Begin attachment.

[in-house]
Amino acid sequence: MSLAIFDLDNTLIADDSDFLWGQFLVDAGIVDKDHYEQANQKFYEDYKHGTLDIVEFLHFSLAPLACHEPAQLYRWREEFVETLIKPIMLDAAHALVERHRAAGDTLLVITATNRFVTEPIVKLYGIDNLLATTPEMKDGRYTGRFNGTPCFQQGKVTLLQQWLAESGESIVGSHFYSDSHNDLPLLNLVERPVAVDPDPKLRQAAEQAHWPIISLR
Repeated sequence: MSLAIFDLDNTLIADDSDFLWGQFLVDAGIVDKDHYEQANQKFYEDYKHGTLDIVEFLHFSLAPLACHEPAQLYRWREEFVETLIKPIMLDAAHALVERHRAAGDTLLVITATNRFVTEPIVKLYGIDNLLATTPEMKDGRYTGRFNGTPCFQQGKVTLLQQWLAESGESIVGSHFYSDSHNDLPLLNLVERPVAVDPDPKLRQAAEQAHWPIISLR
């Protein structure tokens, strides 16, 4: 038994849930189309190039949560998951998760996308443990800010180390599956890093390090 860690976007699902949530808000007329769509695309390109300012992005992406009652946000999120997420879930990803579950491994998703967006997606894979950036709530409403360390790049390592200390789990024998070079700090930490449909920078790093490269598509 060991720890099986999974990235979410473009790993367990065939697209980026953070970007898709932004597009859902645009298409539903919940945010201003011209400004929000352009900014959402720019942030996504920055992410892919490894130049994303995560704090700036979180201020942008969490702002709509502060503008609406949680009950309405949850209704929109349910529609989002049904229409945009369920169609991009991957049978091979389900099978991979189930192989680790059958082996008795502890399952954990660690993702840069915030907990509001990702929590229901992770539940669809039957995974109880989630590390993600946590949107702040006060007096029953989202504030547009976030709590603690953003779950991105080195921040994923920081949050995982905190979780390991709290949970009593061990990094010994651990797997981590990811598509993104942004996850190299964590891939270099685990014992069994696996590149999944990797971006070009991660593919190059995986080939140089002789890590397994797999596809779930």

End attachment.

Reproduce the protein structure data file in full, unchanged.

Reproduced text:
[in-house]
Amino acid sequence: MSLAIFDLDNTLIADDSDFLWGQFLVDAGIVDKDHYEQANQKFYEDYKHGTLDIVEFLHFSLAPLACHEPAQLYRWREEFVETLIKPIMLDAAHALVERHRAAGDTLLVITATNRFVTEPIVKLYGIDNLLATTPEMKDGRYTGRFNGTPCFQQGKVTLLQQWLAESGESIVGSHFYSDSHNDLPLLNLVERPVAVDPDPKLRQAAEQAHWPIISLR
Repeated sequence: MSLAIFDLDNTLIADDSDFLWGQFLVDAGIVDKDHYEQANQKFYEDYKHGTLDIVEFLHFSLAPLACHEPAQLYRWREEFVETLIKPIMLDAAHALVERHRAAGDTLLVITATNRFVTEPIVKLYGIDNLLATTPEMKDGRYTGRFNGTPCFQQGKVTLLQQWLAESGESIVGSHFYSDSHNDLPLLNLVERPVAVDPDPKLRQAAEQAHWPIISLR
């Protein structure tokens, strides 16, 4: 038994849930189309190039949560998951998760996308443990800010180390599956890093390090 860690976007699902949530808000007329769509695309390109300012992005992406009652946000999120997420879930990803579950491994998703967006997606894979950036709530409403360390790049390592200390789990024998070079700090930490449909920078790093490269598509 060991720890099986999974990235979410473009790993367990065939697209980026953070970007898709932004597009859902645009298409539903919940945010201003011209400004929000352009900014959402720019942030996504920055992410892919490894130049994303995560704090700036979180201020942008969490702002709509502060503008609406949680009950309405949850209704929109349910529609989002049904229409945009369920169609991009991957049978091979389900099978991979189930192989680790059958082996008795502890399952954990660690993702840069915030907990509001990702929590229901992770539940669809039957995974109880989630590390993600946590949107702040006060007096029953989202504030547009976030709590603690953003779950991105080195921040994923920081949050995982905190979780390991709290949970009593061990990094010994651990797997981590990811598509993104942004996850190299964590891939270099685990014992069994696996590149999944990797971006070009991660593919190059995986080939140089002789890590397994797999596809779930």